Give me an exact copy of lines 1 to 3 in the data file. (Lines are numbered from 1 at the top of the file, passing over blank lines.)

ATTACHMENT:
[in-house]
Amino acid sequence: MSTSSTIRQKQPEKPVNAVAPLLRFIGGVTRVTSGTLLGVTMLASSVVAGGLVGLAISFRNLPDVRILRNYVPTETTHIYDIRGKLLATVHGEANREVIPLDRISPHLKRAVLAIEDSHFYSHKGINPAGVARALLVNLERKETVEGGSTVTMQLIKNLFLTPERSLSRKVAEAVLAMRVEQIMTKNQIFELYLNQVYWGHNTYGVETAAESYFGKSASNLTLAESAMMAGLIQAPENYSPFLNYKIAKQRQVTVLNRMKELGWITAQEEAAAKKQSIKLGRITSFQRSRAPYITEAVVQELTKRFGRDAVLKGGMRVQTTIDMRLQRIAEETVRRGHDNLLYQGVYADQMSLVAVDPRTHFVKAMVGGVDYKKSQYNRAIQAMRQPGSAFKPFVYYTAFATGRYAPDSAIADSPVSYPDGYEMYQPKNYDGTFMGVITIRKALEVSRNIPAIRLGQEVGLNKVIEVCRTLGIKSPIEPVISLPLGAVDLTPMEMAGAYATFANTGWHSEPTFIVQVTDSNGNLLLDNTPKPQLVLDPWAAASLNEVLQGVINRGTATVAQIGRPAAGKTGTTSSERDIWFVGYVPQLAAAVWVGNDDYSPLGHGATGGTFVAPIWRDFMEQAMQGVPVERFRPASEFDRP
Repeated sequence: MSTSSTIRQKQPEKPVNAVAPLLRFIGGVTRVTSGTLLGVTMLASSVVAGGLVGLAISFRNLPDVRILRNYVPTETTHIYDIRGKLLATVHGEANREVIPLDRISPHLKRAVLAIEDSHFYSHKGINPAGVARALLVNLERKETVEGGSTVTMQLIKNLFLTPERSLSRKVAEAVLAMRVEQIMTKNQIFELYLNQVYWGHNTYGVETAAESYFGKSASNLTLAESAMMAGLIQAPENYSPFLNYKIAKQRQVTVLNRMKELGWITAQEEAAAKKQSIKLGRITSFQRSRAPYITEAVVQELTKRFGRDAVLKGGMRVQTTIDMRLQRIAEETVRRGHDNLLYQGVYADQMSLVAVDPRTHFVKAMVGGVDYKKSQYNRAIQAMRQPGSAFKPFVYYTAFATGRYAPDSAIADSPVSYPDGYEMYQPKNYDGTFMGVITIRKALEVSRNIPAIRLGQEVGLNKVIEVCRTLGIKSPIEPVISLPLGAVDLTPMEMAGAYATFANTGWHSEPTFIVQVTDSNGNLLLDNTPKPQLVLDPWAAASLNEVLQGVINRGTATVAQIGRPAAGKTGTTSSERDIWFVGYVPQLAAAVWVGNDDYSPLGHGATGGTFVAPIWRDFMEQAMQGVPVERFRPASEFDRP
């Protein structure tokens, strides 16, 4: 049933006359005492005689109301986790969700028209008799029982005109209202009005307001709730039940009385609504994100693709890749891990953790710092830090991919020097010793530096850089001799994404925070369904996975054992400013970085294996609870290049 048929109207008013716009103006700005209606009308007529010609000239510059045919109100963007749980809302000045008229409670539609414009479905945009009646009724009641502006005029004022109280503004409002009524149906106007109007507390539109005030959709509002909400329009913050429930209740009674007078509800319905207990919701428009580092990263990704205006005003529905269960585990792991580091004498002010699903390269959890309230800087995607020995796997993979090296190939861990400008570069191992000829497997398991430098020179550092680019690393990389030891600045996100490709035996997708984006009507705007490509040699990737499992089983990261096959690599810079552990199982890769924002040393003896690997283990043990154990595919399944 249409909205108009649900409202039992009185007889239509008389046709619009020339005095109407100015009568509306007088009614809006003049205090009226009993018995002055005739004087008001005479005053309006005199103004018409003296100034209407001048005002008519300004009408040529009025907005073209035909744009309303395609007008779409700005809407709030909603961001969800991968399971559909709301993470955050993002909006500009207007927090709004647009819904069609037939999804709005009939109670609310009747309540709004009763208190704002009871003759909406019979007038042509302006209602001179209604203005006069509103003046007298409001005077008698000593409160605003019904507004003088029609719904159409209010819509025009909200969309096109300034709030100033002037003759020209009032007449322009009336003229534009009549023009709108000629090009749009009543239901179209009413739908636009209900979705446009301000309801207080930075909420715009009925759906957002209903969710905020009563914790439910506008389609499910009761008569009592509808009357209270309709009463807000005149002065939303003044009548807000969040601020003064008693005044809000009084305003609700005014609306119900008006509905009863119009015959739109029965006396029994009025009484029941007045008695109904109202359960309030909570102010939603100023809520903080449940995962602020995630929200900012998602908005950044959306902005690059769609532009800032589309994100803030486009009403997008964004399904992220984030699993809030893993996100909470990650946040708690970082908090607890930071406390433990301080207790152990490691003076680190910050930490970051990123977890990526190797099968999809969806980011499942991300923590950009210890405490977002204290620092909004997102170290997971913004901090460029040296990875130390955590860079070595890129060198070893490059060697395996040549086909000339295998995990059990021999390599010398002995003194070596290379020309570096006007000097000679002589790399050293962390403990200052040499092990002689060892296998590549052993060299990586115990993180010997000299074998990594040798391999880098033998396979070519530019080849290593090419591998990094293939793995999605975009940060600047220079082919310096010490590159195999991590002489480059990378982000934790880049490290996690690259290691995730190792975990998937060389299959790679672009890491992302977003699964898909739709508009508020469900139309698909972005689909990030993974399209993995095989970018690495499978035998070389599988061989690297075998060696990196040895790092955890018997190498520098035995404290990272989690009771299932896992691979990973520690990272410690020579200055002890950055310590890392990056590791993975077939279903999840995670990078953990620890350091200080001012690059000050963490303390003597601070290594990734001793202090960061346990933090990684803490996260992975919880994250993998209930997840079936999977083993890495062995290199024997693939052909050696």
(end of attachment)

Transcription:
[in-house]
Amino acid sequence: MSTSSTIRQKQPEKPVNAVAPLLRFIGGVTRVTSGTLLGVTMLASSVVAGGLVGLAISFRNLPDVRILRNYVPTETTHIYDIRGKLLATVHGEANREVIPLDRISPHLKRAVLAIEDSHFYSHKGINPAGVARALLVNLERKETVEGGSTVTMQLIKNLFLTPERSLSRKVAEAVLAMRVEQIMTKNQIFELYLNQVYWGHNTYGVETAAESYFGKSASNLTLAESAMMAGLIQAPENYSPFLNYKIAKQRQVTVLNRMKELGWITAQEEAAAKKQSIKLGRITSFQRSRAPYITEAVVQELTKRFGRDAVLKGGMRVQTTIDMRLQRIAEETVRRGHDNLLYQGVYADQMSLVAVDPRTHFVKAMVGGVDYKKSQYNRAIQAMRQPGSAFKPFVYYTAFATGRYAPDSAIADSPVSYPDGYEMYQPKNYDGTFMGVITIRKALEVSRNIPAIRLGQEVGLNKVIEVCRTLGIKSPIEPVISLPLGAVDLTPMEMAGAYATFANTGWHSEPTFIVQVTDSNGNLLLDNTPKPQLVLDPWAAASLNEVLQGVINRGTATVAQIGRPAAGKTGTTSSERDIWFVGYVPQLAAAVWVGNDDYSPLGHGATGGTFVAPIWRDFMEQAMQGVPVERFRPASEFDRP
Repeated sequence: MSTSSTIRQKQPEKPVNAVAPLLRFIGGVTRVTSGTLLGVTMLASSVVAGGLVGLAISFRNLPDVRILRNYVPTETTHIYDIRGKLLATVHGEANREVIPLDRISPHLKRAVLAIEDSHFYSHKGINPAGVARALLVNLERKETVEGGSTVTMQLIKNLFLTPERSLSRKVAEAVLAMRVEQIMTKNQIFELYLNQVYWGHNTYGVETAAESYFGKSASNLTLAESAMMAGLIQAPENYSPFLNYKIAKQRQVTVLNRMKELGWITAQEEAAAKKQSIKLGRITSFQRSRAPYITEAVVQELTKRFGRDAVLKGGMRVQTTIDMRLQRIAEETVRRGHDNLLYQGVYADQMSLVAVDPRTHFVKAMVGGVDYKKSQYNRAIQAMRQPGSAFKPFVYYTAFATGRYAPDSAIADSPVSYPDGYEMYQPKNYDGTFMGVITIRKALEVSRNIPAIRLGQEVGLNKVIEVCRTLGIKSPIEPVISLPLGAVDLTPMEMAGAYATFANTGWHSEPTFIVQVTDSNGNLLLDNTPKPQLVLDPWAAASLNEVLQGVINRGTATVAQIGRPAAGKTGTTSSERDIWFVGYVPQLAAAVWVGNDDYSPLGHGATGGTFVAPIWRDFMEQAMQGVPVERFRPASEFDRP